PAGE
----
Joe Grogan, the White House Domestic Policy Council director who has feuded with Mr. Azar over drug policy, and Larry Kudlow, the president’s top economic adviser, have irritated some health officials over comments they made about the potential economic impacts of virus containment.
At one point early in the crisis, while the president was at the World Economic Forum in Davos, Switzerland, Mr. Grogan tried to consolidate coronavirus work within the Domestic Policy Council, which the National Security Council had taken the lead on at the White House, irking health officials.
At times the internal tensions have broken out in the open. In an Oval Office meeting last week, Mr. Trump was told that Dr. Redfield had told Politico reporters about a looming shortage in materials the C.D.C. uses to extract genetic material from patient samples.
After Mr. Trump asked about the supply problem, Mr. Azar turned to his C.D.C. chief and asked whether he was going to answer the president, according to three senior administration officials who heard about the testy exchange.
In an implicit rebuke of Dr. Redfield’s testing oversight, Mr. Azar announced on Friday that the assistant secretary for health, Adm. Brett P. Giroir, would oversee the federal government’s revived testing efforts, with Dr. Redfield and Dr. Hahn reporting up to him.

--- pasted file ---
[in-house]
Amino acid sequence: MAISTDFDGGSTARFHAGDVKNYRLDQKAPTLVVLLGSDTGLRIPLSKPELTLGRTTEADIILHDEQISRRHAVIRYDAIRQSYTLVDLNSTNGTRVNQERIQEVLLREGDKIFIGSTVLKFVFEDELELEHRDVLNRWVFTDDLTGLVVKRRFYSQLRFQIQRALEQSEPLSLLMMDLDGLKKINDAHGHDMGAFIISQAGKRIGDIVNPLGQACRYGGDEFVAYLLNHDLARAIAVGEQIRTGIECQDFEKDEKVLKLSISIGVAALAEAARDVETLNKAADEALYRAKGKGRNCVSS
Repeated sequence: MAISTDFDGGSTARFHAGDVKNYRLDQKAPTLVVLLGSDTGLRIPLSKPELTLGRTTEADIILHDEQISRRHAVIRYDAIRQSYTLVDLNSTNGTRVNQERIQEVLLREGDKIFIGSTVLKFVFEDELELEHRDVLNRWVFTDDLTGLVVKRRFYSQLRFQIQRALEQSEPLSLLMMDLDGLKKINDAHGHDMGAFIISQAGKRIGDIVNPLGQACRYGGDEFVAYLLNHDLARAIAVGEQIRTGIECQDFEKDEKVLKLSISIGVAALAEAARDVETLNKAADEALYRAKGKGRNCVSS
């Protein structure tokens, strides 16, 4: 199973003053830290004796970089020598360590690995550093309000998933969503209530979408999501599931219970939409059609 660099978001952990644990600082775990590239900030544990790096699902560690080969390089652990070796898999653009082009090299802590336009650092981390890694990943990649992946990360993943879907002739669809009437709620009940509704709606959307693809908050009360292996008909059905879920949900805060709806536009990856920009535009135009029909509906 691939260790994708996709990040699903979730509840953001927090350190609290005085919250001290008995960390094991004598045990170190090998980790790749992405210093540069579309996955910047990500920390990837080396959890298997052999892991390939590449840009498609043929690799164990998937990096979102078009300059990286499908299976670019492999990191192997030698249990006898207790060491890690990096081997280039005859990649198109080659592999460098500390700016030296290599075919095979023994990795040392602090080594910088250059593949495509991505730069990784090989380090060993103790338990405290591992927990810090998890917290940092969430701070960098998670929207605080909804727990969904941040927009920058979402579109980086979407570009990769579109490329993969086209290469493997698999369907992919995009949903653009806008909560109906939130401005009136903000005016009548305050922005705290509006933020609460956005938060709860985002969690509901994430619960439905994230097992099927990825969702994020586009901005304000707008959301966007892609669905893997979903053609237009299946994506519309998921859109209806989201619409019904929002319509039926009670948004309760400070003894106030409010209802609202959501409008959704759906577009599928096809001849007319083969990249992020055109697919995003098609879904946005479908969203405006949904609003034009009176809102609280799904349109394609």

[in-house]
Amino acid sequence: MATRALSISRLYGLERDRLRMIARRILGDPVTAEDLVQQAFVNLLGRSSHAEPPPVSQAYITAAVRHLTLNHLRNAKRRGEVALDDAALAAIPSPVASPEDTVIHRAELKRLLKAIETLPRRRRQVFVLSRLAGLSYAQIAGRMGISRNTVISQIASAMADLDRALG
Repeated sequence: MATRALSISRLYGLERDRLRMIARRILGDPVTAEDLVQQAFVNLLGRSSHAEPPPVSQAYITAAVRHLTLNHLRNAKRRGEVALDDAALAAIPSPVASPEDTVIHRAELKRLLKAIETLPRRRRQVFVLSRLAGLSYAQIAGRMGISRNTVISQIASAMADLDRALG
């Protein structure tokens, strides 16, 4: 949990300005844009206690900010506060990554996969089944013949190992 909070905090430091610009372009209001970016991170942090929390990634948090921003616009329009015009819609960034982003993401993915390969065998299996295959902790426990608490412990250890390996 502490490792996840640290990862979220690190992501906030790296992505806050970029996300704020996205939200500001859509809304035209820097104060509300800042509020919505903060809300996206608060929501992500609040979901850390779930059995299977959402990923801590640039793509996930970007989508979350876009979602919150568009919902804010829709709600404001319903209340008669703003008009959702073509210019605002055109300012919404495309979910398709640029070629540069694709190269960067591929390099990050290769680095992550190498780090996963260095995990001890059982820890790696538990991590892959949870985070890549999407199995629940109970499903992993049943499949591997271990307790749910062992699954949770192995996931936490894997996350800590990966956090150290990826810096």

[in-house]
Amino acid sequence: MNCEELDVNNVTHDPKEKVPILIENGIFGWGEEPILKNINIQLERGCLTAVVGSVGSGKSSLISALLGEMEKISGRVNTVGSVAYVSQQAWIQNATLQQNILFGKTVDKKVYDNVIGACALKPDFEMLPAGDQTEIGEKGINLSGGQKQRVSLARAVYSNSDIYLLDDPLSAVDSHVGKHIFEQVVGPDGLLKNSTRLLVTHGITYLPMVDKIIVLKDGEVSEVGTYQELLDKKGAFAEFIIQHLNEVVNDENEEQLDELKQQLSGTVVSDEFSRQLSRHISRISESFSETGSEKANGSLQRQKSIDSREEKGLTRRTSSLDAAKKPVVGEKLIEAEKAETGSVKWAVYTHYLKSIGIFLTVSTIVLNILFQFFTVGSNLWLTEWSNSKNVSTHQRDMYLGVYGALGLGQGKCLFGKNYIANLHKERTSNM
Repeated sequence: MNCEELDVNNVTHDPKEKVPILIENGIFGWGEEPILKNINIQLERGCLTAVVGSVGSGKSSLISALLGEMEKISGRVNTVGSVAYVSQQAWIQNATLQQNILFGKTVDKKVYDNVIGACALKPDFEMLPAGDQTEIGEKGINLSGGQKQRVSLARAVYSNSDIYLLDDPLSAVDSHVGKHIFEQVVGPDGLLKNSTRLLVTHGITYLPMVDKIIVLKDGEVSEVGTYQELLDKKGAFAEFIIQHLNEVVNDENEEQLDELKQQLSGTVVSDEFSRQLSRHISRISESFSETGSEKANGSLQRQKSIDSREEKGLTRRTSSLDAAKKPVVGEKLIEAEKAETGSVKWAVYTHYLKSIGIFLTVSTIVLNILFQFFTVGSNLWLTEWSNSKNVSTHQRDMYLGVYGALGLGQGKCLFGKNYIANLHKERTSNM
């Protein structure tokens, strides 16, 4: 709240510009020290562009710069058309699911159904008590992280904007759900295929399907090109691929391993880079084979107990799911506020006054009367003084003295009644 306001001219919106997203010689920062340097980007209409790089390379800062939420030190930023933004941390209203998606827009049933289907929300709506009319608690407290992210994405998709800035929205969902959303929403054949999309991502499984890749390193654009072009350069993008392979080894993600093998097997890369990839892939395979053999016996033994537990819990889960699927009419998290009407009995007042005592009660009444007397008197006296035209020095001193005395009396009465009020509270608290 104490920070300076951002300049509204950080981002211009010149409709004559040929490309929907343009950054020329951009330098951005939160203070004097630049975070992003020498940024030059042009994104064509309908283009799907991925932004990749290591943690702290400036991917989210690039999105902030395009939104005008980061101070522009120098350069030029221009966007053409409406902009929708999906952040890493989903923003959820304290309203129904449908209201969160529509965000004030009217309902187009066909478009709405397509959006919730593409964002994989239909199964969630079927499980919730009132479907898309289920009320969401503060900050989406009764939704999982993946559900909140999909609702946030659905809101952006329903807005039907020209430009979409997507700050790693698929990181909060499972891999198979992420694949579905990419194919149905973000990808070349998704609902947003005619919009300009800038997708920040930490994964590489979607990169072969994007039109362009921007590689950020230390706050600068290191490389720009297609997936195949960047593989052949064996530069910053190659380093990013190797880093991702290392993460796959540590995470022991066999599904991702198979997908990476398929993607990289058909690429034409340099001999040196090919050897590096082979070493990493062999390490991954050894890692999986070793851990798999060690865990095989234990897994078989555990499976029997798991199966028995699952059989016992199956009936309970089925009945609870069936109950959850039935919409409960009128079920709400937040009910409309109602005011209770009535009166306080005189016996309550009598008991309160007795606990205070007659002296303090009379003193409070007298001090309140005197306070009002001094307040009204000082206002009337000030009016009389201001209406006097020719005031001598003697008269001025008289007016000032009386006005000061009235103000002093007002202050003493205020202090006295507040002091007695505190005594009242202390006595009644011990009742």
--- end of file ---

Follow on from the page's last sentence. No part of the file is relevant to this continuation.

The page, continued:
But Mr. Azar has hardly escaped Mr. Trump’s criticism. The president has complained about Mr. Azar’s television appearances, and prefers to see Ms. Verma, who has been jostling for a more prominent position on the task force, giving interviews, people familiar with the discussions said.
As the threat to the United States from the coronavirus became more acute, congressional Republicans urged Mr. Trump for a more aggressive response. Mr. Trump considered Chris Christie, the former New Jersey governor whom Mr. Kushner has repeatedly sought to block from the administration, and Dr. Scott Gottlieb, the former commissioner of the F.D.A., for a role as “czar,” but he turned to Mr. Pence.
The choice was initially denounced by the president’s critics, who thought Mr. Pence would simply affirm the president’s desire to play down the looming threat. But some of those critics and several governors grappling with virus outbreaks have changed their mind about Mr. Pence, who has given near-daily briefings and, they said, has become a reassuring presence even as Mr. Trump has intermittently tried to retake the stage.